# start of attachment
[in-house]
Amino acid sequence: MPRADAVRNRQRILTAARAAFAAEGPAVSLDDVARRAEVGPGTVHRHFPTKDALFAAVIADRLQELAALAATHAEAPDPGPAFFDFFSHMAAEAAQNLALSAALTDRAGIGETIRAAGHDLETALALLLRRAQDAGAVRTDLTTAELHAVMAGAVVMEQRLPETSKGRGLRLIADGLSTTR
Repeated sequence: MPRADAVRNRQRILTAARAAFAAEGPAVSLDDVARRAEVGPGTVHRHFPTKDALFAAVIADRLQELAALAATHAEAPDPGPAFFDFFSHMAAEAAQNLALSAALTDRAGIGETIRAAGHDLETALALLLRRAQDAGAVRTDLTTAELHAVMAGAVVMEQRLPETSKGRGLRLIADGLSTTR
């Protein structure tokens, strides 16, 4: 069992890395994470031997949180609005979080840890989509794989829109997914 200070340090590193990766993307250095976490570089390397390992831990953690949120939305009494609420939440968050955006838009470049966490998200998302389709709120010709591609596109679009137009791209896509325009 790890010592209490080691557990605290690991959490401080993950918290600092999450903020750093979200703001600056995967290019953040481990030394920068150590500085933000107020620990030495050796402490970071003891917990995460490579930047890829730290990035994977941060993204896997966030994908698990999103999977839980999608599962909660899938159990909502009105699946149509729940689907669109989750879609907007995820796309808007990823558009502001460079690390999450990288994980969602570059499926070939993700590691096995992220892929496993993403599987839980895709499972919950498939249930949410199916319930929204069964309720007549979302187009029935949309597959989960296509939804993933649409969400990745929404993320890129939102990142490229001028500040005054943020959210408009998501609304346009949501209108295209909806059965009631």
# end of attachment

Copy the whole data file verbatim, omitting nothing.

[in-house]
Amino acid sequence: MPRADAVRNRQRILTAARAAFAAEGPAVSLDDVARRAEVGPGTVHRHFPTKDALFAAVIADRLQELAALAATHAEAPDPGPAFFDFFSHMAAEAAQNLALSAALTDRAGIGETIRAAGHDLETALALLLRRAQDAGAVRTDLTTAELHAVMAGAVVMEQRLPETSKGRGLRLIADGLSTTR
Repeated sequence: MPRADAVRNRQRILTAARAAFAAEGPAVSLDDVARRAEVGPGTVHRHFPTKDALFAAVIADRLQELAALAATHAEAPDPGPAFFDFFSHMAAEAAQNLALSAALTDRAGIGETIRAAGHDLETALALLLRRAQDAGAVRTDLTTAELHAVMAGAVVMEQRLPETSKGRGLRLIADGLSTTR
């Protein structure tokens, strides 16, 4: 069992890395994470031997949180609005979080840890989509794989829109997914 200070340090590193990766993307250095976490570089390397390992831990953690949120939305009494609420939440968050955006838009470049966490998200998302389709709120010709591609596109679009137009791209896509325009 790890010592209490080691557990605290690991959490401080993950918290600092999450903020750093979200703001600056995967290019953040481990030394920068150590500085933000107020620990030495050796402490970071003891917990995460490579930047890829730290990035994977941060993204896997966030994908698990999103999977839980999608599962909660899938159990909502009105699946149509729940689907669109989750879609907007995820796309808007990823558009502001460079690390999450990288994980969602570059499926070939993700590691096995992220892929496993993403599987839980895709499972919950498939249930949410199916319930929204069964309720007549979302187009029935949309597959989960296509939804993933649409969400990745929404993320890129939102990142490229001028500040005054943020959210408009998501609304346009949501209108295209909806059965009631």